Starting Chickens

Discussion in 'Feeding & Watering Your Flock' started by Brandi123, Mar 5, 2016.

  1. Brandi123

    Brandi123 New Egg

    Mar 5, 2016
    Don't have anything yet, I live in Central New York and would like to get some chickens. I am thinking about a chicken tractor but looking online you see non portable and portable ones. Can chickens survive off moving your tractor to a new spot everyday or do they need grain as well? What type of feed would you recommend? Any information for a total newbie is appreciated!
  2. Latestarter

    Latestarter True BYC Addict

    Mar 18, 2014
    North East Texas
    Greetings @Brandi123 and welcome to BYC! There's a wealth of info regarding all you'll need to know over in the learning center of the site and throughout the various threads. Get comfy and browse around [​IMG]!

    A chicken tractor isn't really designed as a "sole source feeder" but more as a "container" and fresh vegetation/bug supplement machine. You'd need a pretty big tractor and small number of chickens to be able to have them survive and thrive/grow adequately (think enclosed free ranging). Inside the tractor, you'd need to feed and water them daily whether you were moving the tractor around or not. If you wanted them to have access to fresh grass/weeds and bugs, then you'd need to move the tractor, depending on numbers of birds inside, possibly multiple times a day. If you leave the tractor in one place it would be adequate as basic housing, but they'd strip the ground inside to bare dirt (think surface of the moon bare) in a matter of hours or days depending on the number of birds contained within.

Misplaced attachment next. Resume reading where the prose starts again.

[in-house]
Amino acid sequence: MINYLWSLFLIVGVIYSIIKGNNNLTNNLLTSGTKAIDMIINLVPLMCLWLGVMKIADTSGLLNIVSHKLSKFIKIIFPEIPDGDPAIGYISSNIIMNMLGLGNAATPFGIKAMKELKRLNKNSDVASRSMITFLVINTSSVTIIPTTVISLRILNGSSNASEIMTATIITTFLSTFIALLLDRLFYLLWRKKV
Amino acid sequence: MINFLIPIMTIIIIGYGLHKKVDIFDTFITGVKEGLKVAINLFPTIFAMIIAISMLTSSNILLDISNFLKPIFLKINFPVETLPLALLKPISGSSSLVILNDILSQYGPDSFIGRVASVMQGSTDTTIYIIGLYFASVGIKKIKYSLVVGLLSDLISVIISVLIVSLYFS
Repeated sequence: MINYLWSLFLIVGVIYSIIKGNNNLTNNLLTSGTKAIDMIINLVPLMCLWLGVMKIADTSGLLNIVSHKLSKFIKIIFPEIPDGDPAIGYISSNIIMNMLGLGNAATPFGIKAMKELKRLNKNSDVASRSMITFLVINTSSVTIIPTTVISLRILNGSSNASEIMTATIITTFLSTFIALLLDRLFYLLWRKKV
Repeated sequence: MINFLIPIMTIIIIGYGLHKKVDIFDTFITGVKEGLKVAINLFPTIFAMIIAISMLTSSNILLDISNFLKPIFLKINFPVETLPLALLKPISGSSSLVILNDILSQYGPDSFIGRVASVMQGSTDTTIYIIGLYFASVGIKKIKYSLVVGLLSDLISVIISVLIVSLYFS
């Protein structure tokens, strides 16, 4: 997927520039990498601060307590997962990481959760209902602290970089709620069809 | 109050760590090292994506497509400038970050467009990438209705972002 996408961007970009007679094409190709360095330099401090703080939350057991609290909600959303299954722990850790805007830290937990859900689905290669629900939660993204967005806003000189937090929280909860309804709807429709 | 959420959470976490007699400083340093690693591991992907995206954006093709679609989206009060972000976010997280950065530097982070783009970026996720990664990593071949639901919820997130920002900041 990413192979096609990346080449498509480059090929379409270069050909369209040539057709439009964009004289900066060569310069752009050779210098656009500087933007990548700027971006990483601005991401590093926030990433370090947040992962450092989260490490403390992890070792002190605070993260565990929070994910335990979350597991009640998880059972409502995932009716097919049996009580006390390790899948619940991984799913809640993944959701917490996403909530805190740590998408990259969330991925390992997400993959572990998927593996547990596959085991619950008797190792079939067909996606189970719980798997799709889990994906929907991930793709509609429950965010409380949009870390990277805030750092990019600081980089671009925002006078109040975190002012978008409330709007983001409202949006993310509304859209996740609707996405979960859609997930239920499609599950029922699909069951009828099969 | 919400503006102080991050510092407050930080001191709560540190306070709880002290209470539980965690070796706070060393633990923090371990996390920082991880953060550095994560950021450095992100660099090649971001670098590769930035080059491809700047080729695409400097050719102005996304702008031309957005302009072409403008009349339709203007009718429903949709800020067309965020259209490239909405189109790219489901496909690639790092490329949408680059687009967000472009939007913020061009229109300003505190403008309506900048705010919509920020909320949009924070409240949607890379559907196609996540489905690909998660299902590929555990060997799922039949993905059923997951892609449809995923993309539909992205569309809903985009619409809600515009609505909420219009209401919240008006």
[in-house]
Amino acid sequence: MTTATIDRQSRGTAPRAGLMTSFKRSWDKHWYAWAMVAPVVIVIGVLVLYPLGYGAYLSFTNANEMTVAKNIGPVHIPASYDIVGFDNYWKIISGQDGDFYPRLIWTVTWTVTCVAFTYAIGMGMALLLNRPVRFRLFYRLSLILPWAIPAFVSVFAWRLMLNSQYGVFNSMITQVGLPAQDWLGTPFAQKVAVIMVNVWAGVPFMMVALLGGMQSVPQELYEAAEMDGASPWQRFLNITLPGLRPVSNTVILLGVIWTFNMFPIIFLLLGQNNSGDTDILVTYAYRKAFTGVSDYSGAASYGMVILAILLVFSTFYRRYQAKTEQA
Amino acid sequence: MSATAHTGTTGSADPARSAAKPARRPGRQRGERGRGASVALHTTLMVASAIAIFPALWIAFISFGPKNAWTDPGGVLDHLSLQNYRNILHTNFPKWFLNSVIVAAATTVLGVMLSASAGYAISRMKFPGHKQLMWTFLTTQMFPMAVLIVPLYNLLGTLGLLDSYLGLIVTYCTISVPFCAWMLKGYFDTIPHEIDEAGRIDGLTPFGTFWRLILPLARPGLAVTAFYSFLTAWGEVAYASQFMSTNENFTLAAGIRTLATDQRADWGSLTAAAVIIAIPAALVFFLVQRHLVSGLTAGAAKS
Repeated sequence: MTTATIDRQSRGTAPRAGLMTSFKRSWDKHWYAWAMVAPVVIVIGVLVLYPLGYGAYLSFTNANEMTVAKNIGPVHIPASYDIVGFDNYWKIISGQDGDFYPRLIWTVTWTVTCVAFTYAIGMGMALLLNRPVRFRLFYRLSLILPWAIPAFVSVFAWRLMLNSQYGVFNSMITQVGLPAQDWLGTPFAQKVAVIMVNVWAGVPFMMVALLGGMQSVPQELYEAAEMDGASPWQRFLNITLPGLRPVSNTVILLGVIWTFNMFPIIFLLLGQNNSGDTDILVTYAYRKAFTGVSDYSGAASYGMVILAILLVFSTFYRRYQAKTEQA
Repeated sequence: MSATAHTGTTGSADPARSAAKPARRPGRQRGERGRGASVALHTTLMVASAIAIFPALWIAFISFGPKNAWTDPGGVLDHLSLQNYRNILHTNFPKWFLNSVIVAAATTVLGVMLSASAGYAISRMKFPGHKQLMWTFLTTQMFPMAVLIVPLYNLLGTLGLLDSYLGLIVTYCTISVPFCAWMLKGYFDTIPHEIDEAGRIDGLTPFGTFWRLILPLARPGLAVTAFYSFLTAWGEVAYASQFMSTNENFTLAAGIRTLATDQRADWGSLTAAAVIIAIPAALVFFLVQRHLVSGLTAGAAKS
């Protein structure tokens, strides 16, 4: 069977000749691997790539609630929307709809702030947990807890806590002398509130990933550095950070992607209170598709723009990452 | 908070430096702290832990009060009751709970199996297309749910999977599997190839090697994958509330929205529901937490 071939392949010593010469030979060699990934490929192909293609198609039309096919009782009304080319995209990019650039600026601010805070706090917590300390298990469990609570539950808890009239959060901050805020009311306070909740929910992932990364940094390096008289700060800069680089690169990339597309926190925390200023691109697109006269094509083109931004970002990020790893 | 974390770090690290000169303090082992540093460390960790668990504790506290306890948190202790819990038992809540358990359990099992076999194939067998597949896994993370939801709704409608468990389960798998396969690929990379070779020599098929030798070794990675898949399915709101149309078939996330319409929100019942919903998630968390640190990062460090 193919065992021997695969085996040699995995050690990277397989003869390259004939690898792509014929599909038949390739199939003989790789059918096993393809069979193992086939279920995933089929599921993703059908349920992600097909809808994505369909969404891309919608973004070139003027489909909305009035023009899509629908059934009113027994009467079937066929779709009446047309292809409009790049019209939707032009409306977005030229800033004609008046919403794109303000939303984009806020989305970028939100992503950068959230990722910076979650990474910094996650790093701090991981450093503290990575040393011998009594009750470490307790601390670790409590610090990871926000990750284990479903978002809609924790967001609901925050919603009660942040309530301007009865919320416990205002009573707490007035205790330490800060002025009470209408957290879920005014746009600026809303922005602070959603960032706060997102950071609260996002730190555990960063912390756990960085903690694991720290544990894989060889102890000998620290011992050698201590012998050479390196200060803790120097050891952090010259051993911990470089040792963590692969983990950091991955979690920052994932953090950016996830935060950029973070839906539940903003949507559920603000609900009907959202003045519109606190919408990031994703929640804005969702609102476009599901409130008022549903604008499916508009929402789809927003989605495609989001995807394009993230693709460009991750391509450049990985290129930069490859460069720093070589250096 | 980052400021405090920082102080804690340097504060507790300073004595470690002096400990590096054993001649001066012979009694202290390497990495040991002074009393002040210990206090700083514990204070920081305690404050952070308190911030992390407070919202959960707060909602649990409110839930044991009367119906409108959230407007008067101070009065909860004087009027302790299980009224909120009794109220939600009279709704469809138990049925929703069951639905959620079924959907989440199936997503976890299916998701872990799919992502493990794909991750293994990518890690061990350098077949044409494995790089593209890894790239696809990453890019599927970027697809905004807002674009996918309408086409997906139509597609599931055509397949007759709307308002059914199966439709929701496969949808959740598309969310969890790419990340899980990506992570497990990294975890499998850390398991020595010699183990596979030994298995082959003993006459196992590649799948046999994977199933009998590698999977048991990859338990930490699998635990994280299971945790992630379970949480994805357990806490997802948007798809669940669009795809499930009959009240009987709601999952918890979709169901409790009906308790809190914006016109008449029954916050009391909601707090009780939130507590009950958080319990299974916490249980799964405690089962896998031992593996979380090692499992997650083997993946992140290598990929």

If you're going to buy chicks, you can feed them a basic chick food from the local farm store. I believe even many walmarts now carry small bags of various chicken feeds. You'll need to keep them on the chick food for several months or until such time as they have access to grit. Chick feed contains the grit they need to digest the food. The other thing is you'll need to provide chicks access to warmth via some sort of heating device for their first few weeks of life. This can be a heat lamp or heating pad etc. You need to give them adequate space to get away from the heat source also so they don't over heat. They'll typically need this until they are fully fledged (have all their feathers grown out). Many keep the chicks inside in some sort of containment area (box/bin/bathtub/etc) for the first few weeks, but do keep in mind they are going to poop and it will build up a stink, and they are going to create a LOT of dust/dander. Also, believe it or not, they WILL be able to fly up a foot or more by the end of their 2nd to 3rd week, so keeping them contained may require some sort of cover.

    Good luck and keep us posted on your progress! Pictures are always appreciated!

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